Dig These Discs :: Phil Harding, Graffiti6, Trailer Trash Tracys, The Little Willies
From dance music to dreamy soundscapes, 2012 is proving to be a very hot winter. Norah Jones puts the jazz on the shelf and takes her country twang out for a stroll in The Little Willies new CD, "For the Good Times." Phil Harding drops a two-disc set of remixes from the ’80s. Music bigwigs Jamie Scott and TommyD team up as Graffiti6, the band destined to lend their tracks to every new program on the current TV lineup. And newcomers The Trailer Trash Tracys set out to blow minds with their dreamy, ethereal soundscapes.
"For the Good Times" (The Little Willies)
Honey-voiced jazz chanteuse Norah Jones teams up with the boys -- Lee Alexander, Jim Campilongo, Richard Julian, and Dan Rieser -- as The Little Willies to release "For the Good Times," the follow-up for their eponymous 2006 debut that took Starbucks coffee shops by storm. The band that started up as an excuse for five friends to play a gig at New York club The Living Room has become known for its authentic American country sound. And although Jones is known for jazz, she admits, "I love playing country music. More than any other genre, it makes me feel at home." While their first album was a bit of a hodge-podge, "For the Good Times" seems to have a more deliberate set-list, including covers of songs from Loretta Lynn, Willie Nelson, Johnny Cash, Kris Kristofferson, Lefty Frizell, and Dolly Parton. Jones starts the album of with Ralph Stanley’s "I Worship You," a sad chrooner. Cal Martin’s "Diesel Smoke, Dangerous Curves" has a frenetic pace that seems destined to end up in a Quentin Tarantino film. A sweet twang envelopes Cliff Friend and Irving Mills’ "Lovesick Blues," and Jones dominates Loretta Lynn’s tough-talking "Fist City." Another highlight is The Little Willies’ cover of Johnny Cash’s "Wide Open Road", which possesses all the charm (minus that trademark Cash deep drag) of the original. Their cover of the title track, Kris Kristofferson’s "For the Good Times," seems like a truck driver’s dream, and Lefty Frizzell and Jim Beck’s "If You’ve Got the Money I’ve Got the Time" is a honky-tonk celebration filled with grit and pep. Jones caps off the discs’ dozen songs with a slow, spare cover of Dolly Parton’s "Jolene" that has twice the pleading lament and only half the frenetic urgency of the original. "I sure love to sing ’Jolene,’ and people enjoy it when we do it. It’s OK that it’s familiar -- this is an album of covers and it’s nice to have a few that people really know and love. It doesn’t bother me as long as it’s natural," said Jones. It is easily the best of the bunch, an homage to the Queen of Nashville if ever one was heard. (EMI Music)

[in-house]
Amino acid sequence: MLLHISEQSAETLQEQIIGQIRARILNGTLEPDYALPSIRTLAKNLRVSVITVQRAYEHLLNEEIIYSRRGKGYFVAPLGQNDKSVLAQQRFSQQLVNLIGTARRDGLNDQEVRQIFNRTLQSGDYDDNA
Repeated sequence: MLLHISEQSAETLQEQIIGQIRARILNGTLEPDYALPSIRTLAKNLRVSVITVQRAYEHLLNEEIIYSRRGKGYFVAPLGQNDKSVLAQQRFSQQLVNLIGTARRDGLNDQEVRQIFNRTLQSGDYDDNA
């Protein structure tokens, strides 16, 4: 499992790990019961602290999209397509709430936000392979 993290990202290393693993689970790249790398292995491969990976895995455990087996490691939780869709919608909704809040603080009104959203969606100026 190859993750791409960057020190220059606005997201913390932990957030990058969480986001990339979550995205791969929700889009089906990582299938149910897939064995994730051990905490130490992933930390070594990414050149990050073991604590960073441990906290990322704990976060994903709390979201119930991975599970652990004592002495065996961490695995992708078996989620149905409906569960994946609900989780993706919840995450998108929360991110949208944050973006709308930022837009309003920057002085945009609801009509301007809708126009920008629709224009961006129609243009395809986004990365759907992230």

"Club Mixes of the ’80s" (Phil Harding)
Where’s the beef? It’s in this collection of 25 dance-club remixes from the ’80s, the decade of big hair and even bigger shoulder pads. Phil Harding crams this two-disc set full of a plentiful bounty of well-known hits and obscure picks that will rock the dance floor down. Some winners include Dead or Alive’s "You Spin Me Round (Like a Record)," Michael Jackson/ The Jackson 5 in "I Want You Back," Diana Ross’ "Love Hangover," and ABC’s "When Smokey Sings." The CDs contain haunting versions of The Four Tops "Reach Out I’ll Be There" and Basia with Aretha Franklin’s "Until You Come Back to Me" that will thrill the old-school crowd. The lineup also includes a number of hits by the deep-voiced Rick Astley, among them "She Wants to Dance With Me," "Til the Day That I Die," "Stay With Me Tonight," and "Never Gonna Give You Up," years before Rickrolling was ever a thing. There’s even Five Star in "Rain or Shine." But some of the "hits" dig deep into the bin, like "Fe Fi Fo Fum’s "Beat Your Body," a hit that I’ll assume is popular with the boys. Other head-scratchers include Godley & Crème in "Snack Attack," Holly Johnson’s "Americanos," and Pepsi & Shirlie in "Heartache." There are also several cuts by Jimmy Ruffin, including an inexplicably long extended remix of his "Easy Just to Say (I Love You)." Despite some odd inclusions, overall, "Club Mixes of the ’80s" is a winner, a welcome addition to any club rat’s playlist.